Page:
Much has happened in the past week and sorry for not blogging… but here goes part of it!
Rather than blog for the sake of chronological order, I’m just going to blog about the past two days because it’s relatively fresh in my memory; I’ll get to the rest eventually, I hope. =p
My siblings arrived in HK on the night of the 17th. The 18th was taken up by our cousin’s wedding. On the 19th, I went to service at the Evangelical Community Church (ECC), which included seeing Bonnie, Freddie, and Vonne:
Afterwards, I went immediately home to meet up with my family to go to the airport for our 5-day Fuk-kien province tour. So I’ll talk about the tour later… but we arrived back in Hong Kong late on the 23rd. The next morning, of course, was Christmas Eve.
I’m dreaming of a white Christmas…
The weather in Hong Kong has been about 18 to 25 degrees Celsius. =) So warm weather coupled with the fact that we all got off a flight late on the 23rd, Christmas Eve felt kind of weird and premature; it didn’t feel like Christmas Eve at all.
This is the first time my siblings have been in Hong Kong, and because of the tour, the only time that they actually had to walk around the city was before our cousin’s wedding banquet in Causeway Bay for a couple of hours. So we did a lot of shopping on Christmas Eve in the daytime, in time for a Choi-side family dinner that was planned in advance. My aunt arranged for us to attend a “snake” night [seah-yeen] that is organized every year by a union. So we had dinner in the union headquarters (there were about 13-14 tables there), and we occupied a full table.
It was great fun – the organizers had a lucky draw of which 4 members of our table won. The prizes were very normal everyday products (we won socks, tupperware, hand-cloth with other fish soup cooking bags, and a vacuum-seal bag) but I thought it was a great idea to create a fun atmosphere.
The “snake” night means that we ate snake… we started off with THREE bowls of snake soup. As usual with multi-course Chinese dinners, due to my relatively slower eating pace, it gets to be stressful, and this was no exception. The snake soup was great, nonetheless. =) And then a number of other dishes that had snake in it. One of the dishes, the snake was chopped up and fried (not the best pieces because the meat would have already gone into the soup). But in this dish, my cousin found a surprise… can you guess what it is?
She initially thought it was the tail of the snake. However, the conclusion was that the snake carried a fetus and it was an unborn snake – even worse. =p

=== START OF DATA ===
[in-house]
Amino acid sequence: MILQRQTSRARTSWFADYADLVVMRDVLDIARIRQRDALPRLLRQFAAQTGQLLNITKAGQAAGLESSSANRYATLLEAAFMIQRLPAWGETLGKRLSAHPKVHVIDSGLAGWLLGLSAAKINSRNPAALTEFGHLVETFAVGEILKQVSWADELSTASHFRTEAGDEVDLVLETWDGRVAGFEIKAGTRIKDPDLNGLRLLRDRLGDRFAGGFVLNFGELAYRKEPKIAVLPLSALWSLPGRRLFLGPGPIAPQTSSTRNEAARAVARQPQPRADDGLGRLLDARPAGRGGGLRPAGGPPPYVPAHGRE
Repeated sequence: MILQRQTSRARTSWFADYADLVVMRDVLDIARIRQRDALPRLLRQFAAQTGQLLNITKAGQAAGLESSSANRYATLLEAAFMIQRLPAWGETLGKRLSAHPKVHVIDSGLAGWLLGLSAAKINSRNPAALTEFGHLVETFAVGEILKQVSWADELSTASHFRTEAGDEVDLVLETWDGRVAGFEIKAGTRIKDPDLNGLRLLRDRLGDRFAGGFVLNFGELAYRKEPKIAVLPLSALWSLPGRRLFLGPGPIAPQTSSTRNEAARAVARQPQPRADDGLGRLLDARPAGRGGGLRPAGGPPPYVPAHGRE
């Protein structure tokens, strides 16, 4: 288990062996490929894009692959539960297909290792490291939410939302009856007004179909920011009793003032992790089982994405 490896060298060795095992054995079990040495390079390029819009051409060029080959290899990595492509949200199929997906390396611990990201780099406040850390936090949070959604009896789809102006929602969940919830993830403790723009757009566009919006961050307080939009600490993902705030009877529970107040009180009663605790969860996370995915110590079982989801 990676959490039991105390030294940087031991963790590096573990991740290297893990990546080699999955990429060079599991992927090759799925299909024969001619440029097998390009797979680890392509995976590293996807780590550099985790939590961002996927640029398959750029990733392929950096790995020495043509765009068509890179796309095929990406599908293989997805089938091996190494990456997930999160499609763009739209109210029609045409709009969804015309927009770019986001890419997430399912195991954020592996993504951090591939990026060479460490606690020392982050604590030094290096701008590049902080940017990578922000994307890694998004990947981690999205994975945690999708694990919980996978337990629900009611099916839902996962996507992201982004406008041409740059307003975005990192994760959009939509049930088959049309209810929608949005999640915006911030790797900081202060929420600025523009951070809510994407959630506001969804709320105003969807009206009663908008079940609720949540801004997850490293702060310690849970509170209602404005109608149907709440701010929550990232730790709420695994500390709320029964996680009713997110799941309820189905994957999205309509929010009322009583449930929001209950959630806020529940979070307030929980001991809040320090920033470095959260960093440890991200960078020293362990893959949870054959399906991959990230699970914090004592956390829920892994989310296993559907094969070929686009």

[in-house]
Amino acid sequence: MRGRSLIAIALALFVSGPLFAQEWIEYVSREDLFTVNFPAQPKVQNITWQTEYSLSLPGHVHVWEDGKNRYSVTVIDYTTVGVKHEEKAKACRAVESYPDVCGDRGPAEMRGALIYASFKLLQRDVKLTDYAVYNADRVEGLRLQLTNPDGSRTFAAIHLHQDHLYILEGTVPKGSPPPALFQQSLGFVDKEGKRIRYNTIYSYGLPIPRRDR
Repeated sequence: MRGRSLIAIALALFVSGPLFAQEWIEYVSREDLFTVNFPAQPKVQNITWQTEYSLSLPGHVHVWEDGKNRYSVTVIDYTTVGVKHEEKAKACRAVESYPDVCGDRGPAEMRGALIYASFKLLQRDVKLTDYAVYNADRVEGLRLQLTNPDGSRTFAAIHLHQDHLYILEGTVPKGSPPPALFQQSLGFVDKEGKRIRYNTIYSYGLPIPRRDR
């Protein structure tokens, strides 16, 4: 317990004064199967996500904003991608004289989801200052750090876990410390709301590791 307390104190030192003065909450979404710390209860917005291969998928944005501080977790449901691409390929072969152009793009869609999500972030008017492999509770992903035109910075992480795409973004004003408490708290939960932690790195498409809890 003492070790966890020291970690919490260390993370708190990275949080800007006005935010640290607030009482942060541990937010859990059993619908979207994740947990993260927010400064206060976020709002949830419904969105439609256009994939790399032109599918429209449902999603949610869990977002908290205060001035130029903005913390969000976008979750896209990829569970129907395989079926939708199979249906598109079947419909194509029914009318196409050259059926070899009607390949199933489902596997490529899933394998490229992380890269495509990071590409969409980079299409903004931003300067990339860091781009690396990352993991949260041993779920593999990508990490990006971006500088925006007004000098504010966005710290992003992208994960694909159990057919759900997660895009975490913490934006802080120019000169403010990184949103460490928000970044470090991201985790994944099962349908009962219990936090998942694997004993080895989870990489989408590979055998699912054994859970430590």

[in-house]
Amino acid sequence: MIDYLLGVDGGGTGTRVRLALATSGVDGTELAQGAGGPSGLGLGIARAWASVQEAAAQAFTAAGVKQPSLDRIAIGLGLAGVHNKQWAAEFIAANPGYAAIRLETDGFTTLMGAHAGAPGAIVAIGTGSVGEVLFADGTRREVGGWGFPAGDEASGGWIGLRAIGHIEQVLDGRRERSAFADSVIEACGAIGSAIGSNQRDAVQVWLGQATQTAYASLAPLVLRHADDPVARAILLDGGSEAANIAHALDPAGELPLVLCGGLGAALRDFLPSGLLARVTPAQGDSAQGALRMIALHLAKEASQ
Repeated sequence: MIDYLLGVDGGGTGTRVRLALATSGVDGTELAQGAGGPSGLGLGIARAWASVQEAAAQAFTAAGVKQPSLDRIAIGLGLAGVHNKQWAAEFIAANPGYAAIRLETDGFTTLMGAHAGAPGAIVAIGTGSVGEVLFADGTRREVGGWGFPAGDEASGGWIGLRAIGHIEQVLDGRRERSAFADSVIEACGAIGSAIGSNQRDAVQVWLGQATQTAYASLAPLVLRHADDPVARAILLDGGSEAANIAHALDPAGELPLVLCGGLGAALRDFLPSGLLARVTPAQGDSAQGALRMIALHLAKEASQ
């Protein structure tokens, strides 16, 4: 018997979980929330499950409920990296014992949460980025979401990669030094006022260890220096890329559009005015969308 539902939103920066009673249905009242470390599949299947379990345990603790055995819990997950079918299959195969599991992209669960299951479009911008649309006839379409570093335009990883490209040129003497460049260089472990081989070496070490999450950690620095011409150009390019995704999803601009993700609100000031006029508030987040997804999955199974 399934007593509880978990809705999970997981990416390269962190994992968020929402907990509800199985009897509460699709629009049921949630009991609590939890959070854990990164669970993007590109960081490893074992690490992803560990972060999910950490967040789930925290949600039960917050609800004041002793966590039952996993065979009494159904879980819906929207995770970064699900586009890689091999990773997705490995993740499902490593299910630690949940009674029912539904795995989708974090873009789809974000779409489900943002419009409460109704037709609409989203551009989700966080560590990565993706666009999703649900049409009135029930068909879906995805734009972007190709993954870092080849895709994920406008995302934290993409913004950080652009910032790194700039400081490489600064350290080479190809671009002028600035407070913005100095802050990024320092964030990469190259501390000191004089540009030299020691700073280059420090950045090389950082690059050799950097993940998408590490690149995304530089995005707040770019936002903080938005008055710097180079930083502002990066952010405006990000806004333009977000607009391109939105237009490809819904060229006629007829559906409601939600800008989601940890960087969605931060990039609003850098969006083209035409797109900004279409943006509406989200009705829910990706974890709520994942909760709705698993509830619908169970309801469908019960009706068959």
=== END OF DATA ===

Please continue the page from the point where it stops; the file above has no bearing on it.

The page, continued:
Of course, the evening couldn’t end without a live snake for pictures, and also tasting of snake wine, plus a few individuals got to taste the gall bladder, arguably the most expensive part of any snake. Here’s my sister, who was quite squirmy even just to be the photographer, so it’s quite incredible that she held it. I chickened out in the end. =p
Christmas Eve in Chinese is called [ping on yeah / ping an yea] (Night of Peace). Ironically, it’s one of the rowdiest nights of the year – the MTR (subway) ran through the entire night.
My family was no exception – near the end of the evening, the idea of going to Shenzhen, China sprang up. The idea was fuelled by my aunt (from Toronto), who was due to fly home on the 28th so she wanted to make one last trip there before leaving. However, I (with my siblings) was also to meet up with the UW HK people at Tsim Sha Tsui that night (one of the most happening places in Hong Kong), so I planned to head to Shenzhen after meeting up with them. Mind you, it was around 10:45pm when I stepped out of the Tsim Sha Tsui MTR station.
It turns out that an estimated 500,000 were in Tsim Sha Tsui that night. Of course, my siblings and I joined the crowd for a bit, as I was to meet the bunch of UW HK people there. The Hong Kong young crowd just likes the crowds. People were just in Tsim Sha Tsui to be with the crowds… it wasn’t moving. So I didn’t end up meeting up with UW HK people, because I couldn’t find where they were, and we were just trying to *move*. Eventually, we found our way to transportation and got home at 12am. [Thank God – we caught the last train going north.] The last bus to my uncle’s in Tuen Mun (where the rest of my Choi extended family were gathering to go to Shenzhen) was 12:28. Still had enough time to pack and catch the bus.
My mom didn’t like the idea of rushing from the very start, and we had a Yam family dinner to catch the next day (Christmas), so we would only have a few hours to shop in Shenzhen. So despite the major rushing and still even being able to make it, I was a good girl and decided to stay home that night. Although, if we went, the story potential was great, illustrating extreme maximization of time, not to mention crazy spontaneous plans on Christmas Eve not just by me, but by my extended family!.
Staying home, however, I did end up getting some quiet time, which caught up with me when we were rushing home – there were carollers outside of the subway station on the way home, which was a very timely reminder. Christmas is HUGE in Hong Kong – Christmas music everywhere… Santa hats everywhere… life-size Santa mannequins that dance rock-and-roll everywhere [I actually find them quite freaky]… the true meaning of Christmas in the birth of Jesus Christ is lost. Increasingly in all places now, I guess.
So I am very thankful that I got to have that bit of quiet time to reflect on the true meaning of Christmas Eve on this [ping on yeah]… definitely difficult to experience in this City of Life.
Now for Christmas Day… =) But later; you’ve read enough if you’ve read all of this!!
Until next time, this is Gladys Yam. =)